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HARVARD

PRVARD COLLERS
Art 45, 1022
LIBRARY

ENTERED, according to Act of Congress, in the year 1859, by

D. APPLETON & CO.,
In the Clerk's Office of the District Court of the United States for the

Southern District of New York.

Byforatie Smiłte

THE AUTHOR'S PREFACE.

Ad Candidum Lectorem.

Cum legis hunc nostrum, Lector studiose, libellum,

Decedat vultu tetrica ruga tuo.
Non sunt hæc tristi conscripta Catonibus ore,

Non Heraclitis, non gravibus Curiis :
Sed si Heracliti, Curii, si fortè Catones,

Adjicere hud oculos et legere ista velint, Multa hic invenient que possint pellere curas,

Plurima quæ mæstos exhilarare queant.

AMERICAN EDITOR'S PREFACE.

THE “ Tin Trumpet,” by the late Paul Chatfield, M.D., edited by Jefferson Sanders, Esq., was first published in London, in the year 1836. It was immediately republished in this country, but owing to the fact that much of its matter was of purely English, local, and temporary interest, referring to the political and religious squabbles of the times, the success of the work here was but temporary, and it has long been entirely out of print. It contained, however, a sufficient quantity of wit and wisdom, original and selected, to make its resuscitation at this time appear desirable. The American Editor to whom was intrusted the office of preparing it for republication has thought fit, while pruning the original of all that appeared superannuated and of no present and lasting interest, to embody with what remained such selections from his Commonplace-book as appeared to him to come legitimately within the design of the author. The original plan of the book, an alphabetically arranged collection of the wit and wisdom of many of the best writers, ancient and modern—has not been changed.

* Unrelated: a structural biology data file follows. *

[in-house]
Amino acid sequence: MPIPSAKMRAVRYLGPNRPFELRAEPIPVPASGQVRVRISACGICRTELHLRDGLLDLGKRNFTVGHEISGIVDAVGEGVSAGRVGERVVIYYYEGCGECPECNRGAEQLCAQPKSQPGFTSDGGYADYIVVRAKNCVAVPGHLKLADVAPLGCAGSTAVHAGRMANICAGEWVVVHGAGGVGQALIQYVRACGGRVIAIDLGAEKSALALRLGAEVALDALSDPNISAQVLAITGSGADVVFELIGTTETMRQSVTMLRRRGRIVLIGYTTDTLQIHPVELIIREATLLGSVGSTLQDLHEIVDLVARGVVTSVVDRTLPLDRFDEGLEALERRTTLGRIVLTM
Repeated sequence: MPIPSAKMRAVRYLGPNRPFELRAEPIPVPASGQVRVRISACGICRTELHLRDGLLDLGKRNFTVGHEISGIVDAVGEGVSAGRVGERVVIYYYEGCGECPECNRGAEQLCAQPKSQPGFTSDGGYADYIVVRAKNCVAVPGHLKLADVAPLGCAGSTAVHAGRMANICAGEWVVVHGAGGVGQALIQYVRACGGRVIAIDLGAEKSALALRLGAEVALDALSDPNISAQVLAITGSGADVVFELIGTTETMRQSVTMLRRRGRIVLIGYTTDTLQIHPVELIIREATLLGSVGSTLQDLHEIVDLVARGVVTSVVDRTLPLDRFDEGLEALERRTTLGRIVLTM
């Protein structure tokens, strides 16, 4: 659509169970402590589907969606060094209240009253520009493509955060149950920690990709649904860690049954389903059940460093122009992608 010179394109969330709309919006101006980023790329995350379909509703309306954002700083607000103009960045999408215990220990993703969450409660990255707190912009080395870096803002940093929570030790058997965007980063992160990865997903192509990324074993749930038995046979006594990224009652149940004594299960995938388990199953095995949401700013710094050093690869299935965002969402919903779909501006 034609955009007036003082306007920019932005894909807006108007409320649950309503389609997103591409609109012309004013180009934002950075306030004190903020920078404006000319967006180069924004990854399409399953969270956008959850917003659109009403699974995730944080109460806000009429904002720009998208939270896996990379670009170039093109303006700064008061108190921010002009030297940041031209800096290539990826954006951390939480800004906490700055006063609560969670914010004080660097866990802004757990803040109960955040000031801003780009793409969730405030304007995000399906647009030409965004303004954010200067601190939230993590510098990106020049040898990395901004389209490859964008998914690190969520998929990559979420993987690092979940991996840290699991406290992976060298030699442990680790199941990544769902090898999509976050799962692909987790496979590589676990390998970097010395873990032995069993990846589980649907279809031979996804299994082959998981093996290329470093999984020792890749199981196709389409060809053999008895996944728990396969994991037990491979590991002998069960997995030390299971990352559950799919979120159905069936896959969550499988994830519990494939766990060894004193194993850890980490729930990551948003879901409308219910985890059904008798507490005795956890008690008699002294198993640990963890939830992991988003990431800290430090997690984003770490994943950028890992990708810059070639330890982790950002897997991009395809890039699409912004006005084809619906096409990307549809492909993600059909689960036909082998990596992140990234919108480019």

vi

AMERICAN EDITOR'S PREFACE.

Such as it now is, the book is committed to the Amer. ican public, with the belief that while it will become a mine of easy quotations to many of our ready writers, it will yet more serve to while away pleasantly and not unprofitably a summer afternoon or winter evening to the general reader.

Am. Ed.

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